[reverse] culture shock

I’ve now been stateside for about two weeks, and I’m getting used to it. I think. 

Today, however, I realized just how used to certain aspects of Albanian life I had become. 

Last week I shelled out for some new running shoes, and today I took them out for a spin on a local trail with my sister (running on a trail again is amazing, but oddly boring – no animals to avoid). At each family, runner or cyclist we passed I had to choke back the words “Si e kalove?” or “‘tjeta” in Albanian. I realized that I had/have become so used to everyone I see while running staring at me wide-eyed that my instinctual defense mechanism of a greeting and a smile is literally a part of my DNA. 

Over the course of today’s run, I managed to fool my brain back into greeting people in English. Even though I didn’t receive many greetings in return, I can’t yet tell if it’s just the American way or if I look that scary when huffing and red faced and dripping sweat.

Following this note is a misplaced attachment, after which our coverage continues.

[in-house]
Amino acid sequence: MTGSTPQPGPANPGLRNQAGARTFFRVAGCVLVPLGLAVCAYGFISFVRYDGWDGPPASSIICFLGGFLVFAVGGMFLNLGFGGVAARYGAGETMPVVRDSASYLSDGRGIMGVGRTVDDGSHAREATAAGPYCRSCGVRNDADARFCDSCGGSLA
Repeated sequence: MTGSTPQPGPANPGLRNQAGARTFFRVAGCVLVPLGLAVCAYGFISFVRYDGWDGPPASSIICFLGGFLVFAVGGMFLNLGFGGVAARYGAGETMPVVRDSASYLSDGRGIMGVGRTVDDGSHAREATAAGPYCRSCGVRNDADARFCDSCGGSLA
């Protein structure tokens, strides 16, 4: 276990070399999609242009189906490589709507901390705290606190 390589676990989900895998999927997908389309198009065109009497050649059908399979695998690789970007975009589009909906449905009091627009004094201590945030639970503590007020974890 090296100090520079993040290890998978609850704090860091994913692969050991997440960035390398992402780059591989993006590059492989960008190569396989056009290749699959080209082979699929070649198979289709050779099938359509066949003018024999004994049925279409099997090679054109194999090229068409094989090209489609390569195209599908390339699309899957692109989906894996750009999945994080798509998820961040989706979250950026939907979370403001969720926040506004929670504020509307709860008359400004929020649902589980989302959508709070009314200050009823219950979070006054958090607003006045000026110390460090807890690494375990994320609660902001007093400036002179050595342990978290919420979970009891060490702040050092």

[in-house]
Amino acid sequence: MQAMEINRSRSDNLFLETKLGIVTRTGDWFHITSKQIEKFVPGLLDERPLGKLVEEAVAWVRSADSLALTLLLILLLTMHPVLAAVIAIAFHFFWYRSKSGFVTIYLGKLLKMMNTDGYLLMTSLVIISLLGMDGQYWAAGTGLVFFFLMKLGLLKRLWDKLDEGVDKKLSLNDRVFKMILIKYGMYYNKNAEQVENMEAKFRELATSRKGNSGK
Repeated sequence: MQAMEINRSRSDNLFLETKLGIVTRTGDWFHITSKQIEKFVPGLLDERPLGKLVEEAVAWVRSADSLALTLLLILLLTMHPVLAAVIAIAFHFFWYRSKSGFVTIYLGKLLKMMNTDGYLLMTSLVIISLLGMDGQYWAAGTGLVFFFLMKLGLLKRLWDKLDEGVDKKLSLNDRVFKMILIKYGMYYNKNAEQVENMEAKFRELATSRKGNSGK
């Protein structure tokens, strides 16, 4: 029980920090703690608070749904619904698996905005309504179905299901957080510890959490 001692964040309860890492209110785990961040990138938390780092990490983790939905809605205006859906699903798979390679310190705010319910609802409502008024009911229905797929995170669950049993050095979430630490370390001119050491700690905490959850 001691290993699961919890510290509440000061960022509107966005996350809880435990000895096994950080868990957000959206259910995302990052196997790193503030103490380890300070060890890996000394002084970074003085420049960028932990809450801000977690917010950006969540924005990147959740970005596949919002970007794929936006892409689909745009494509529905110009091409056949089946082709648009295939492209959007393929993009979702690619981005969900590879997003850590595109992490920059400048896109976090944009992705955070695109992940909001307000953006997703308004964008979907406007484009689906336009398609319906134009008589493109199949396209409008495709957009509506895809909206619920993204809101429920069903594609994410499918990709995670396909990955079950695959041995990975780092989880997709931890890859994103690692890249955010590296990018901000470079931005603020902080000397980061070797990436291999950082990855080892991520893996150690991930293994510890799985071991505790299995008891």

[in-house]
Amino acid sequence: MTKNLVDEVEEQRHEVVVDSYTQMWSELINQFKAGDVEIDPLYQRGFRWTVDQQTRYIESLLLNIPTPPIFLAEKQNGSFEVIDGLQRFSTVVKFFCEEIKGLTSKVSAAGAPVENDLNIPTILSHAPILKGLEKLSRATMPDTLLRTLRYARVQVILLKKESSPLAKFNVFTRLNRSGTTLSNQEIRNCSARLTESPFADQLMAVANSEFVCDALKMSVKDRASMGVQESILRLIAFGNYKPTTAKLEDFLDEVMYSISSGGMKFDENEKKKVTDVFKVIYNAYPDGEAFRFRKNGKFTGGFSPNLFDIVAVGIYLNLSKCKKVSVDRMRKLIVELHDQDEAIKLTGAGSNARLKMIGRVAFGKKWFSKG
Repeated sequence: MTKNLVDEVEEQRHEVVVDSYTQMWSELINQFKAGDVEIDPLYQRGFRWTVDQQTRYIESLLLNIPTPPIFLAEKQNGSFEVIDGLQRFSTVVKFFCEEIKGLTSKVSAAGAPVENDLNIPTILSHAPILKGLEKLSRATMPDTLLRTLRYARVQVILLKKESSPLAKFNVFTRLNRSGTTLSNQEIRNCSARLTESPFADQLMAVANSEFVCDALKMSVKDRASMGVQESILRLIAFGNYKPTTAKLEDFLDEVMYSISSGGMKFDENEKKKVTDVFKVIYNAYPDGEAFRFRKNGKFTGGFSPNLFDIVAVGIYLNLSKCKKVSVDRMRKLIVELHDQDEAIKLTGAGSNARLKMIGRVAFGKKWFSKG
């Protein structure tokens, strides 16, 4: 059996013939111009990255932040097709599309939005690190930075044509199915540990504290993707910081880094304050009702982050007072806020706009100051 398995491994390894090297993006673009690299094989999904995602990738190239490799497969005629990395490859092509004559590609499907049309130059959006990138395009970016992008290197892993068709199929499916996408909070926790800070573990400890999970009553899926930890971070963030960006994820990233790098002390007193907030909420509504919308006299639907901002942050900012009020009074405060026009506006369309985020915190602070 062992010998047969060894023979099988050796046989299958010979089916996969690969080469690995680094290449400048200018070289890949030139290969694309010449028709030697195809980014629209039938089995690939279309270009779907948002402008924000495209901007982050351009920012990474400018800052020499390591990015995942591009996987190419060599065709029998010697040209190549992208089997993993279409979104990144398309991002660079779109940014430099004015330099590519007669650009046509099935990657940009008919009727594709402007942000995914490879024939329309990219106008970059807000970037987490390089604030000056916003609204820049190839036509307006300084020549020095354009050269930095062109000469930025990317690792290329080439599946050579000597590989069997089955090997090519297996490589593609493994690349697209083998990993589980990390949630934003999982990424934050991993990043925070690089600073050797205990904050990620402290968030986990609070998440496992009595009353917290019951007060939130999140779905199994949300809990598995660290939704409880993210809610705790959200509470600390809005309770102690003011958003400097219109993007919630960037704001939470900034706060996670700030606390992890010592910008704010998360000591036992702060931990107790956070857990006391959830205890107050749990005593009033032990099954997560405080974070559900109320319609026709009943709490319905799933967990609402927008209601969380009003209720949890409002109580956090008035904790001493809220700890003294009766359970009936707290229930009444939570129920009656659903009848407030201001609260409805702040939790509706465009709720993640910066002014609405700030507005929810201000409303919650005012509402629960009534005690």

I don’t think I’ll give up the habit, though. 

  1. Bill Labich said:

    Laura, this was my experience as well. Upon returning from my country where it was typical of men in my locale to do any number of things that most Americans would view as strange: grabbing one’s crotch forcefully to emphasize a point, holding another man’s hand when crossing the street, using vocalizations and different facial expressions to communicate opinion. The more mundane practices included greeting everyone without exception during the day, and no one at night. Each took time to move out of my repertoire. I think I got tired of people giving me odd looks and pulling their children away from me simply because I cheerfully greeted them in the morning. Good for you to try to hold on to your greetings as long as you can!

  2. susan said:

    I hope someone took a picture of you all running together! Couldn’t have been that scary!!

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